2011 was a bad reading year. Not only did I not read as much as I would have liked to, but somehow I managed to choose books that really weren’t that great either – they only looked promising. I think a Top 3 of what not to read might have been easier to write, but I don’t mind a challenge so here’s my top 3 of enjoyable books.
Howl’s Moving Castle by Diana Wayne Jones
Like Queen’s Bohemian Rhapsody, Diana Wynne Jones’ Howl’s Moving Castle is a book that will always have a place in my top 3. It’s one of the few books I love to reread (the first time I finished it, I started over again immediately). I knew Miyazaki’s film and after watching it, I decided that the extras on the DVD might be worthwhile and it was; otherwise, I wouldn’t have known the film was based on a book.
What I really like about it is Jones’ new take on the once-upon-a-time fairy tale. She gave it a twist that made the book both modern and classic. Besides the story I enjoy the witty writing style that makes the book both accessible to children and adults.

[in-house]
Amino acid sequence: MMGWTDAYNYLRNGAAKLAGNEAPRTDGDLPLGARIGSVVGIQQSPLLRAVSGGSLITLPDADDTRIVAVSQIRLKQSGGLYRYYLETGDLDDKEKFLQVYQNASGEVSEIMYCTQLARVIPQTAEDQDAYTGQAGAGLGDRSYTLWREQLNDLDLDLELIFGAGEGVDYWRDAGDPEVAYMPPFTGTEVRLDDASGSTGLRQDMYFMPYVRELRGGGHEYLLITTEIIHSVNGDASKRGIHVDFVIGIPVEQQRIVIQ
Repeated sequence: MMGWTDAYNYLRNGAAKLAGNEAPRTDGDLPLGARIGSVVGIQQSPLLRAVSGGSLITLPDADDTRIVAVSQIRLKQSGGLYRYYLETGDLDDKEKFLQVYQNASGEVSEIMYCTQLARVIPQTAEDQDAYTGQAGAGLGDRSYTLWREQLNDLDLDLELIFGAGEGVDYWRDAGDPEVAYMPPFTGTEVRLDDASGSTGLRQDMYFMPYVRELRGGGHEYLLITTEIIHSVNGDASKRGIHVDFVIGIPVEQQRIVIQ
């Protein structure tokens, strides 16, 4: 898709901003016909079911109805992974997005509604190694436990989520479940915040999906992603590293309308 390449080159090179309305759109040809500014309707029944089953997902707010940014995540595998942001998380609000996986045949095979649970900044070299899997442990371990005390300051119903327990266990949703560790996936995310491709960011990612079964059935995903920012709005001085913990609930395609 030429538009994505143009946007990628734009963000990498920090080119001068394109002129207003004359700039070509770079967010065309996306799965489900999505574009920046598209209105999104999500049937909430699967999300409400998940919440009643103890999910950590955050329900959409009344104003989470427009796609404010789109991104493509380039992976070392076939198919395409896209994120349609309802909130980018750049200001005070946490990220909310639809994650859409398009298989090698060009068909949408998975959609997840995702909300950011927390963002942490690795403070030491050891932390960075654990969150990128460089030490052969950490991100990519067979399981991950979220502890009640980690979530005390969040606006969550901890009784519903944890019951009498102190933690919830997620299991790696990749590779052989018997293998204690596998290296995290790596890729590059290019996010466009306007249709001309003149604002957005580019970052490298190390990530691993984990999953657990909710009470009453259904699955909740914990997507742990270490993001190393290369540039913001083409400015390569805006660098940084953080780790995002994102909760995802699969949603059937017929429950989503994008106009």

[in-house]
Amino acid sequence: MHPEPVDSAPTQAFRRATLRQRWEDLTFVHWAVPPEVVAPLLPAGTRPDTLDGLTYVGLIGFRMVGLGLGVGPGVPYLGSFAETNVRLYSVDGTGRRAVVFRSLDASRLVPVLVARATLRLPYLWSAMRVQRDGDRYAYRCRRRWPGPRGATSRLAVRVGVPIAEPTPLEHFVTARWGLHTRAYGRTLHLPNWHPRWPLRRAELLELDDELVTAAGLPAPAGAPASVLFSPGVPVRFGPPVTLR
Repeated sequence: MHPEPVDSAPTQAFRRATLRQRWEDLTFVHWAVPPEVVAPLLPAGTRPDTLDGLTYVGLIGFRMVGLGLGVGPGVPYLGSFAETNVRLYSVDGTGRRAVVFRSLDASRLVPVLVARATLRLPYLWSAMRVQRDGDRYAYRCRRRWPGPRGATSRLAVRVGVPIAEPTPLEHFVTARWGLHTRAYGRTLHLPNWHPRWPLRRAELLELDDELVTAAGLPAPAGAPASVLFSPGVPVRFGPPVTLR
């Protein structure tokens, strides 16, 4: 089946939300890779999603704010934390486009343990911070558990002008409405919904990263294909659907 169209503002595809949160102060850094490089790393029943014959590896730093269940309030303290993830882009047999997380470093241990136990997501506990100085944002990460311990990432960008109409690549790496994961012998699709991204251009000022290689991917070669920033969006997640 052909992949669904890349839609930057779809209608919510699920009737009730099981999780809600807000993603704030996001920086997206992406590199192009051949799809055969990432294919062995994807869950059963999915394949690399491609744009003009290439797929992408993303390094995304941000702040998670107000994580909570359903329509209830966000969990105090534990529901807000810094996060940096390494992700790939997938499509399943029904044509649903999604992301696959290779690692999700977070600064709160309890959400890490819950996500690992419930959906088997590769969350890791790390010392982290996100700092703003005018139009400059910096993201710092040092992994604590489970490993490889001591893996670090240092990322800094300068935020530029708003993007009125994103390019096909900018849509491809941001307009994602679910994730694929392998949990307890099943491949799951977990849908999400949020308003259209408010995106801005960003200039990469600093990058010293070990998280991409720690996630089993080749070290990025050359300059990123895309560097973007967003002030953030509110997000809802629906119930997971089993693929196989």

The Third Policeman by Flann O’Brien
(Flann O’Brien is a pseudonym of Brian O’Nolan – yes a pseudonym; this man had a different name for almost everything he wrote.) This story is set in rural Ireland and has countless footnotes referring to a make-believe scholar De Selby of whom the narrator is a great admirer. The story takes a strange turn inviting the reader along on the narrator’s incredible voyage to a police barrack that looks like it’s been drawn by a child; in which people have the tendency to turn into bicycles and where the policemen steal objects only to recover these again themselves. It isn’t exactly an easy read, but luckily things are clarified at the end making it all worthwhile.
The Help by Kathryn Stockett
This was a marvellous read. The first surprise I had was the miniscule font size in the edition I owned. (Honestly, every time I looked at it, it felt like I needed a magnifying glass to read it. Although, once I started reading, that feeling faded.)
The Help is set in Jackson Mississippi in the early 60’s, in which the just graduated Skeeter wants to prove herself as a writer and an editor. Her début novel is about the lives of the black maids’ in her village. The story is written in multiple first person points of view, which gives the story an extra dimension and a more intimate voice.